In the course of creating and updating my guidebooks to Argentina, Chile, Patagonia, and Buenos Aires (including coastal Uruguay), I have normally traveled by automobile. The distances to be covered are great - Argentina is the world's eighth largest country, only slightly smaller than India, and Chile's territory extends from the tropics to the sub-Antarctic. The destinations are numerous, and many are remote, with little or no public transport. Given the compressed time frame in which I have cover this territory, the car has proved to be my most efficient means of transportation; once in country, I rarely fly, though I occasionally take buses and ferries (as I'm writing this, I'm on the Navimag route from Puerto Montt to Puerto Natales, with my car on board, and I usually travel from Buenos Aires to Uruguay by ferry).
In nearly two decades of guidebook writing, I've thus driven hundreds of thousands of kilometers - an update of Argentina, for instance, means a roughly 15,000-kilometers (9,000-mile) road trip. I've never aspired to the kind of experience that Tim Cahill  chronicled in Road Fever  - driving from Tierra del Fuego to Alaska's Prudhoe Bay in 23 days to make the Guinness Book of Records - but I do have to cover lots of ground in a short time.
From the first, I realized that renting a car was impractical - or rather, simply too expensive for a job that combines long hours and low pay. Since then I've gone through five cars: 1) a 1969 Argentine Peugeot panel truck that belonged to my father-in-law; 2) a 1979 Toyota pickup that I shipped from California but donated to a Chilean non-profit partly because the cost of shipping it back would have exceeded the vehicle's value; 3) a 1988 Toyota 4WD Xtra Cab that I did ship back to California; 4) a 1992 Nissan Terrano/Pathfinder that I purchased in Santiago but wrecked (with extenuating circumstances) on the Carretera Austral ; and 5) a 1996 Nissan Terrano/Pathfinder (pictured above) that I purchased to replace the former and have now had for five years.
While short term visitors to southern South America find it most convenient to rent a car, those who are spending at least four months should consider purchasing one - presuming the car is in good condition, this can prove as cheap or cheaper than renting. Buying a car, though, requires caution, and not just because it might have mechanical problems. There can be bureaucratic obstacles to navigate, especially in Argentina, and I would recommend buying a Chilean car, preferably in Santiago where there's a critical mass of good used vehicles at reasonable prices.
Buying a Chilean vehicle is relatively straightforward. To do so, you must first obtain a Chilean tax ID (Rol Único Tributario, or RUT) from the Servicio de Impuestos Internos (SII, Chile's Internal Revenue Service), which takes only a few minutes at any SII office). Once you find the appropriate vehicle and agree on a price, there are a few other items to take care of, but it's a fairly simple process that's detailed in Moon Handbooks Chile . After a couple days, you're free to take the car where you like - including over the border into Argentina.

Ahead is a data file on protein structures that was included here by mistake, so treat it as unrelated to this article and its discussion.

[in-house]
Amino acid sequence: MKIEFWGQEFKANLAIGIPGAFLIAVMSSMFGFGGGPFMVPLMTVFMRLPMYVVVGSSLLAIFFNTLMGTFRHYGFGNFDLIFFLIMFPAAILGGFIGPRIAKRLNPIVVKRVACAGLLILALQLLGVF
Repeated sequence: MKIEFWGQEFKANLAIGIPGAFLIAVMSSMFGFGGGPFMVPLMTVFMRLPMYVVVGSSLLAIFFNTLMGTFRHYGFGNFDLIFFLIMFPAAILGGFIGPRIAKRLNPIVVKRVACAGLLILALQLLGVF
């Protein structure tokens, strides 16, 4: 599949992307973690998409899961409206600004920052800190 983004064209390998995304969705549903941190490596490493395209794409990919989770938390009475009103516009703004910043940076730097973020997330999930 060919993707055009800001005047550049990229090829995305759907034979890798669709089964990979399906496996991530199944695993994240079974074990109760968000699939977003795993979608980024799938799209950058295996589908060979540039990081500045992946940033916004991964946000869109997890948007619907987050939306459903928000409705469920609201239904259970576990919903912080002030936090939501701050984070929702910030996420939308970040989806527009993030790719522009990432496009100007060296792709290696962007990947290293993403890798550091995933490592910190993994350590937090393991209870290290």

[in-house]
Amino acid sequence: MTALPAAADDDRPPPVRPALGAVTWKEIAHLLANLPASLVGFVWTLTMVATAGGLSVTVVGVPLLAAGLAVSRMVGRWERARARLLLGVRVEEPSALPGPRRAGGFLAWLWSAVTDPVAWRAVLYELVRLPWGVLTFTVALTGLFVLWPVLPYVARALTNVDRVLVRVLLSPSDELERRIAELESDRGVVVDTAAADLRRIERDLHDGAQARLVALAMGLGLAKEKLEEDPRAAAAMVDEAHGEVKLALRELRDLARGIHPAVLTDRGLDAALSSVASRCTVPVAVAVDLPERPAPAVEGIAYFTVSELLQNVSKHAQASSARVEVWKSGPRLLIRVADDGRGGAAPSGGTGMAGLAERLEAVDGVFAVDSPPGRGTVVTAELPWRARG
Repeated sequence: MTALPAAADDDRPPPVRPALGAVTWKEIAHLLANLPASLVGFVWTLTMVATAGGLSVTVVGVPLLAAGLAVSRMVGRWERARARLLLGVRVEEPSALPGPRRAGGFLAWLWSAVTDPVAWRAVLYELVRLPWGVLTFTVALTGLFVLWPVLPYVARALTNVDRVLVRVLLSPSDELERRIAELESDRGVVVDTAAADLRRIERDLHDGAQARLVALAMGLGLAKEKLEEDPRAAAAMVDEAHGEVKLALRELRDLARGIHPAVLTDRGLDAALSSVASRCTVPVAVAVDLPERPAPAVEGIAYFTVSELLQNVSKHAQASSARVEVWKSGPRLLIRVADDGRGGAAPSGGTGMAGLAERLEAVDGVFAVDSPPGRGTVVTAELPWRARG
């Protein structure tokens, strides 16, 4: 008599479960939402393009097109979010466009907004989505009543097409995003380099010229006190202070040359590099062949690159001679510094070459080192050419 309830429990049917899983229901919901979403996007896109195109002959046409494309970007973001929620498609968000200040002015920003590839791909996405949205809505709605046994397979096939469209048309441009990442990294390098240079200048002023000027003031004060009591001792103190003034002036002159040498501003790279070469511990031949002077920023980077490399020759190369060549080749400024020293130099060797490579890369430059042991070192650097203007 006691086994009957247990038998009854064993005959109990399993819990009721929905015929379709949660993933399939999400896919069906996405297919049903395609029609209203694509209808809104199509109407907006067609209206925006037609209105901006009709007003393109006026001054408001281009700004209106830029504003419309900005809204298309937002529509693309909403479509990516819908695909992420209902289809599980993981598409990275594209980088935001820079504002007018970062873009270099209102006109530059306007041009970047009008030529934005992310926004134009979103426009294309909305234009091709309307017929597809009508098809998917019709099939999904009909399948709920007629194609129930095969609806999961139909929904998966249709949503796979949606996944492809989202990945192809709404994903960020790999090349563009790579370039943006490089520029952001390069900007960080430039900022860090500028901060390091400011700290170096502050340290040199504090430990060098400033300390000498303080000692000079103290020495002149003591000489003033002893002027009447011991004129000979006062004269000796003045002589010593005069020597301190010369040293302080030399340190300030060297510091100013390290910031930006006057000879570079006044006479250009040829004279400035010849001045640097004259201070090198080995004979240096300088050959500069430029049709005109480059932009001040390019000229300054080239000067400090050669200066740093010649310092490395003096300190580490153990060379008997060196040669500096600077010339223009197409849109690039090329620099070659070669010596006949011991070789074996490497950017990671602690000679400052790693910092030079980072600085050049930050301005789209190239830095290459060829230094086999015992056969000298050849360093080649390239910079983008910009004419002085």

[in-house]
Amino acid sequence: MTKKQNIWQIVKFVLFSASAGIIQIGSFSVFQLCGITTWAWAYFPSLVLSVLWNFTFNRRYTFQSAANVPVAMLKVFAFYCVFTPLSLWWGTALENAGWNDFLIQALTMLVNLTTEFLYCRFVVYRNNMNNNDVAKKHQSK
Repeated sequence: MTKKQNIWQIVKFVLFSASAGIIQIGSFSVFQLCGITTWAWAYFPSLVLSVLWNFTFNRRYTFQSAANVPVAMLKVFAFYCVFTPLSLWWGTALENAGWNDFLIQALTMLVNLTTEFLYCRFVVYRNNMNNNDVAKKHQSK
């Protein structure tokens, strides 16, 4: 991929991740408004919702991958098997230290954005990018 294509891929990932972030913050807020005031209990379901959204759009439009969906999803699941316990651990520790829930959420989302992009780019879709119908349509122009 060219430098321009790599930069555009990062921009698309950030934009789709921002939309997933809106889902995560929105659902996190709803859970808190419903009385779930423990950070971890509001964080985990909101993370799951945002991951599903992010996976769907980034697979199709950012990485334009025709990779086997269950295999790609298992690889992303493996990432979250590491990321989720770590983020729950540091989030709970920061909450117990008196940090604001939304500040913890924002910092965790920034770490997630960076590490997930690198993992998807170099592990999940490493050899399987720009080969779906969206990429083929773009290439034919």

That, in fact, is why I would encourage anyone to purchase a vehicle in Chile rather than Argentina, where the process can be Kafkaesque. As in Chile, non-residents can purchase Argentine vehicles, but there the similarity ends. A few years ago, a U.S. journalist friend of mine who was then living in Buenos Aires (and working for a rival guidebook company) wanted to explore Chile's Carretera Austral. When he arrived at the Argentine border post, in Chubut province, Argentine customs refused him permission to take his Pathfinder into Chile on the grounds that it was a vehículo nacional (Argentine vehicle) that a non-resident foreigner could not take out of the country - even though it was his private property.
This was why, when I purchased my old Peugeot panel truck, we left it in my Argentine father-in-law's name. Ironically and absurdly, a non-resident foreigner can cross the border in a vehicle that is not his or her personal property - with the appropriate power-of-attorney. The upshot, which seems ridiculous, is that you cannot cross the border with your own Argentine vehicle, but you can do so with someone else's.
It gets even more absurd. A few years ago, in southern Argentine Patagonia, I met a young Argentine woman, from the Braun-Menéndez  dynasty of Patagonian wool barons, who had been living for several years in Brazil and had recently married a Brazilian. For their honeymoon, they decided to visit the old family properties in Patagonia and left São Paulo in her car. On arrival at the border, though, Argentine authorities refused them entry on the grounds that an Argentine could not import a foreign car, even temporarily, into the country. Their solution was to return to the Brazilian city of Curitiba, where they obtained a power-of-attorney in the husband's name. On returning to the border, the crossing was routine - except that the same authorities informed them that only he, not she, could drive.
Until recently, that was the silliest story I had heard about Argentine customs, but I recently met, in Puerto Octay, a Swiss family who purchased a 4WD vehicle in Bariloche and attempted to travel to Chile, only to be denied an exit permit at Paso Cardenal Samoré, west of Villa la Angostura. Returning to Bariloche, they contacted the seller and then obtained a power-of-attorney that allowed the seller's brother to drive the car over the border - thus evading Argentine regulations. They then paid the brother's bus ticket back to Bariloche but, when they return to Argentina, they'll have to bring him back in order to cross the border again.